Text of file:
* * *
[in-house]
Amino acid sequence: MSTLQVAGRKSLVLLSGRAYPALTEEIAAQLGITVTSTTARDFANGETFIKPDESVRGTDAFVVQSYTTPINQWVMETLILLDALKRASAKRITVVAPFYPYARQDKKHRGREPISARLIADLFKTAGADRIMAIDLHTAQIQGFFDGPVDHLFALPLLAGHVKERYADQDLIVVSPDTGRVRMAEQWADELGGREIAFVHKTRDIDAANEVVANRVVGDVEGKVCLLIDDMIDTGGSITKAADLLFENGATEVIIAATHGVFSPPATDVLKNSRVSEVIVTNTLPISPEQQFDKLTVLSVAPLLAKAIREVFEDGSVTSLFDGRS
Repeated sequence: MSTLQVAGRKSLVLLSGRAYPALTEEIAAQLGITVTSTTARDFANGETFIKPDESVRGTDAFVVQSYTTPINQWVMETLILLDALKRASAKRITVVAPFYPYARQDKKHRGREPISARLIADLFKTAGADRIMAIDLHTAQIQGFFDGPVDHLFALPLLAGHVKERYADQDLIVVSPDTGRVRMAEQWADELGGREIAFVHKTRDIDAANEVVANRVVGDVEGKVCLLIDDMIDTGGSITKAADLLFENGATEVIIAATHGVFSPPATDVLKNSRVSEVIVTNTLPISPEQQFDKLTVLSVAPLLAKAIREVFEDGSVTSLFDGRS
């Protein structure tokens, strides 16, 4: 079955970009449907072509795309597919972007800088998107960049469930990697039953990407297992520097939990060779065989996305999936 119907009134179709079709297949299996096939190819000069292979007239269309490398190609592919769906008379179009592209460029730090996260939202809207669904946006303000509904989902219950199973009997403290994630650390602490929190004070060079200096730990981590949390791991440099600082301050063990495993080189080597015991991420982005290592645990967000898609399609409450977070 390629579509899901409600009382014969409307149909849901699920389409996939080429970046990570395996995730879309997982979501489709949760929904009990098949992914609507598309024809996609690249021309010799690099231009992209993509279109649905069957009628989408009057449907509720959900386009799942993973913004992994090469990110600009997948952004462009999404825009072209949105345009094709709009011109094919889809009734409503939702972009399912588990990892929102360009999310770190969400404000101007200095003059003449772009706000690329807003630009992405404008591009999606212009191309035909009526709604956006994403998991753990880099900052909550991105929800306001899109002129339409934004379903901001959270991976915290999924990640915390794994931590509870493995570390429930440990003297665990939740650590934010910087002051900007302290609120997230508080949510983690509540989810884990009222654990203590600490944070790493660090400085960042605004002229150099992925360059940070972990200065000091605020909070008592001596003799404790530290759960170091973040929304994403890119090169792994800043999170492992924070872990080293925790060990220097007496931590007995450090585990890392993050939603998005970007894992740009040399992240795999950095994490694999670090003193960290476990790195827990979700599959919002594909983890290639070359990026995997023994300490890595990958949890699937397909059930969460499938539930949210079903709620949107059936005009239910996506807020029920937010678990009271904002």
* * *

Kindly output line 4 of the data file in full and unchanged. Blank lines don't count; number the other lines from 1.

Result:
């Protein structure tokens, strides 16, 4: 079955970009449907072509795309597919972007800088998107960049469930990697039953990407297992520097939990060779065989996305999936 119907009134179709079709297949299996096939190819000069292979007239269309490398190609592919769906008379179009592209460029730090996260939202809207669904946006303000509904989902219950199973009997403290994630650390602490929190004070060079200096730990981590949390791991440099600082301050063990495993080189080597015991991420982005290592645990967000898609399609409450977070 390629579509899901409600009382014969409307149909849901699920389409996939080429970046990570395996995730879309997982979501489709949760929904009990098949992914609507598309024809996609690249021309010799690099231009992209993509279109649905069957009628989408009057449907509720959900386009799942993973913004992994090469990110600009997948952004462009999404825009072209949105345009094709709009011109094919889809009734409503939702972009399912588990990892929102360009999310770190969400404000101007200095003059003449772009706000690329807003630009992405404008591009999606212009191309035909009526709604956006994403998991753990880099900052909550991105929800306001899109002129339409934004379903901001959270991976915290999924990640915390794994931590509870493995570390429930440990003297665990939740650590934010910087002051900007302290609120997230508080949510983690509540989810884990009222654990203590600490944070790493660090400085960042605004002229150099992925360059940070972990200065000091605020909070008592001596003799404790530290759960170091973040929304994403890119090169792994800043999170492992924070872990080293925790060990220097007496931590007995450090585990890392993050939603998005970007894992740009040399992240795999950095994490694999670090003193960290476990790195827990979700599959919002594909983890290639070359990026995997023994300490890595990958949890699937397909059930969460499938539930949210079903709620949107059936005009239910996506807020029920937010678990009271904002």